There are strong a priori grounds to relate stock returns to the business cycle conditions. Finance theory provides a suggestive correlation between stock price and economic states. For example, the dividend discount valuation model suggests that the present value of a stock equals to the aggregate discounted expected future dividends received. There are 4 parameters involved when evaluating the value of a stock, namely, the expected future cash flows, the market risk premium, the market risk exposure and the term structure of interest rates. Dahlquist and Harvey (2001) point out that these variables share a common component, the business cycles. Indeed, a firm’s ability to generate cash flows and its risk exposure often differs in different phases of the economic cycles. The market risk premium is low when the economy peaks and high when it troughs. The term structure of interest rates (the yield curve) is the leading indicator of business cycle volatility that determines a firm’s cost of capital. Bolten and Weigand (1998) demonstrate how the underlying parameters in a basic dividend discount valuation model vary and are affected by different states of the economy.
Chan and Chen (1991) and Fama and French (1993) propose that the returns of distressed stocks are especially sensitive to economic states and are driven by many of the same macroeconomic factors such as variations over time in bankruptcy costs and the accessibility to credit markets. Bernanke and Gertler (1989), Gertler and Gilchrist (1994), Kiyotaki and Moore (1997), and Hahn and Lee (2006) show that changing credit market conditions can exert different effects on risks and expected returns across styles. Berk et al. (1999) provide a theoretical model in which the value of a firm is the sum of its existing assets that generate cash flows and the value of an option that makes positive net present value investment in the future. Their model suggests that the expected return of a firm is jointly determined by the current interest rate, the firm’s systematic risks of its existing assets and the number of active projects. Thus expected returns vary across firms with changes in interest rate and the number of old projects that are dead and replaced. Consistent with these studies, authors such as Perez-Quiros and Timmermann (2000) document asymmetries in the variation of small and large firms' risk characteristics over the economic regimes. Vassalou and Xing (2004) find that the size and value premiums are intimately related to the default risk, which is related to macroeconomic factors and varies with the business cycles (c.f. Denis and Denis (1995)). More recently, Zhang (2005) suggests that value and growth firms have different ability in investing (disinvesting) in good (bad) times and therefore the dispersion of risk between value and growth stocks is high in bad times, while the risk differential is low or even negative in good times. Black and McMillan (2005) also show that value and growth stocks exhibit asymmetric responses to the shocks in macroeconomy across the business cycles.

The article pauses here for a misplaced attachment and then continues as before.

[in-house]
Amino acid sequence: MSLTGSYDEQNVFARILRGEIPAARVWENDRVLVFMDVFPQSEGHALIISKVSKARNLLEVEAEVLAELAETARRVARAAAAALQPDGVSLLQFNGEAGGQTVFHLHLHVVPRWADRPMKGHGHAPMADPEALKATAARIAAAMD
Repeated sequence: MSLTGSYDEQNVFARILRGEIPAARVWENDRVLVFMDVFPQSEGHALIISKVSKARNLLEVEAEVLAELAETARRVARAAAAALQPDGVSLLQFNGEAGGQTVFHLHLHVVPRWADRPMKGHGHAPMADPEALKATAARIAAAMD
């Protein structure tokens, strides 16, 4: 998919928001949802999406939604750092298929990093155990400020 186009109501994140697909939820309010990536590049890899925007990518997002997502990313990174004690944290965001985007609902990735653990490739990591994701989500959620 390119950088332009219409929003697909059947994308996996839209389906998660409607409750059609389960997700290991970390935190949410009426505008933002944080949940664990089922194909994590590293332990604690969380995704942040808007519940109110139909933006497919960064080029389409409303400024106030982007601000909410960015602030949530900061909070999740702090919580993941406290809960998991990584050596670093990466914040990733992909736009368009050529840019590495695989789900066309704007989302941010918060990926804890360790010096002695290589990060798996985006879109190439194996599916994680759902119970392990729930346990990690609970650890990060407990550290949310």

Value stocks tend to be more responsive to changes in macroeconomic conditions than growth stocks, and such responsiveness increases during economic contractions.
In a recent paper, Chordia and Shivakumar (2002) investigate the influence of time-variations in risk premia on the momentum effect of Jegadeesh and Titman (1993). The momentum effect suggests that if stocks are classified by their past performance, the winner group continues to earn higher returns than the loser group in medium term.